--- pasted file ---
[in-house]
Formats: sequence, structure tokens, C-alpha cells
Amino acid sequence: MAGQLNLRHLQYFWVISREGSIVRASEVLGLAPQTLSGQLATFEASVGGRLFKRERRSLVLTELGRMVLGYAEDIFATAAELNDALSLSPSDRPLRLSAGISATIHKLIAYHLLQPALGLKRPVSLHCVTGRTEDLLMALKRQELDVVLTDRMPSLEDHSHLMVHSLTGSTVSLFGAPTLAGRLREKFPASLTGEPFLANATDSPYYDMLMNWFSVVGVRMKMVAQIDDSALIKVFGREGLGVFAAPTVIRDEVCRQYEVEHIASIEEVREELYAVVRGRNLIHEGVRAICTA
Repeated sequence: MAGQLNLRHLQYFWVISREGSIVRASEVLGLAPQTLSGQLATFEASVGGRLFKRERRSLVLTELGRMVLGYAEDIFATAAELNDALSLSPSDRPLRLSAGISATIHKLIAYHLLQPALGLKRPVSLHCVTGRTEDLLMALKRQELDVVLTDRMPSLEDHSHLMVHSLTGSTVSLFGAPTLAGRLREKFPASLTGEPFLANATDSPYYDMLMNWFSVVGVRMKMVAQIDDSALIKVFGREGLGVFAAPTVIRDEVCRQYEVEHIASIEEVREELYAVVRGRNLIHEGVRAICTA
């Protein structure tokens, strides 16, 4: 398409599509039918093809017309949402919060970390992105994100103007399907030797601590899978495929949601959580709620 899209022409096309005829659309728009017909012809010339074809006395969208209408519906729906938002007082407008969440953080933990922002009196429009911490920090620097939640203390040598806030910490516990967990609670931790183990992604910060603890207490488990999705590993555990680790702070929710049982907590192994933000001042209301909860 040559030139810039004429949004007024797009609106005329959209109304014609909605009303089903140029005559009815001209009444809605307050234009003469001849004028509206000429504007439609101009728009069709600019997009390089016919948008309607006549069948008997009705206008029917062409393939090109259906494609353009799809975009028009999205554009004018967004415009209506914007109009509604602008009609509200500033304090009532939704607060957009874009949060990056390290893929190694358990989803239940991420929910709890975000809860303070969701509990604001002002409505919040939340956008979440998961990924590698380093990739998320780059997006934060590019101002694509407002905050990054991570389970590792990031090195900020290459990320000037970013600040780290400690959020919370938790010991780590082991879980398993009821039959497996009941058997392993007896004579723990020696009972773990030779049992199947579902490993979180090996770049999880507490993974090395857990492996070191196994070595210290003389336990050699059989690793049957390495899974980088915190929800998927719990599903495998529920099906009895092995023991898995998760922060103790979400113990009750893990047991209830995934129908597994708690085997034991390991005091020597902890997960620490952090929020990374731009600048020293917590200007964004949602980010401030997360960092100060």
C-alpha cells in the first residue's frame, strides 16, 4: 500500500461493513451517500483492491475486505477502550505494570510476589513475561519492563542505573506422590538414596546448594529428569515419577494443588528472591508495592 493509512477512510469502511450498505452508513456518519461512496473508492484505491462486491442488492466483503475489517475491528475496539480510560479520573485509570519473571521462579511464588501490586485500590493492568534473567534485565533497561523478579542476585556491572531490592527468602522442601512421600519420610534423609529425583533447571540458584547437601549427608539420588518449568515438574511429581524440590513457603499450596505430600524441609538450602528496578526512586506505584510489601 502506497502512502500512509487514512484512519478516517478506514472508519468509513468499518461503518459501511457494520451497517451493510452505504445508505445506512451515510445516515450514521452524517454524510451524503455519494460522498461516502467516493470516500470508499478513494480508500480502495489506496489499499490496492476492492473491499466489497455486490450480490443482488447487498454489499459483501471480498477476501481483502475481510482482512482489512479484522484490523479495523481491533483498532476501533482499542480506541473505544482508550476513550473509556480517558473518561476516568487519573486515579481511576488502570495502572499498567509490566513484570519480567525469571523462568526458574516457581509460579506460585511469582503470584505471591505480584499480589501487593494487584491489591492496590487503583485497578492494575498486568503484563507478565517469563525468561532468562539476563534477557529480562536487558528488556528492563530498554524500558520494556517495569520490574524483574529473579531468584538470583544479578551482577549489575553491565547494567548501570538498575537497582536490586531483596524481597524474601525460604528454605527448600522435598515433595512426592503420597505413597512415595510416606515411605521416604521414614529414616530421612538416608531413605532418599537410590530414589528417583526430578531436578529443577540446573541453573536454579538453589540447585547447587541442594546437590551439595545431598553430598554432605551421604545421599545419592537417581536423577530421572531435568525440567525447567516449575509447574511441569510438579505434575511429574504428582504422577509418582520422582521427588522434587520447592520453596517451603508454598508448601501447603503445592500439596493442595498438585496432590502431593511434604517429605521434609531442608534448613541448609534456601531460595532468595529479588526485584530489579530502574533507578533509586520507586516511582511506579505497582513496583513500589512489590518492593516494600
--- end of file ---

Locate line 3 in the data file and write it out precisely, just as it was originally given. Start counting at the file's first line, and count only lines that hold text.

Amino acid sequence: MAGQLNLRHLQYFWVISREGSIVRASEVLGLAPQTLSGQLATFEASVGGRLFKRERRSLVLTELGRMVLGYAEDIFATAAELNDALSLSPSDRPLRLSAGISATIHKLIAYHLLQPALGLKRPVSLHCVTGRTEDLLMALKRQELDVVLTDRMPSLEDHSHLMVHSLTGSTVSLFGAPTLAGRLREKFPASLTGEPFLANATDSPYYDMLMNWFSVVGVRMKMVAQIDDSALIKVFGREGLGVFAAPTVIRDEVCRQYEVEHIASIEEVREELYAVVRGRNLIHEGVRAICTA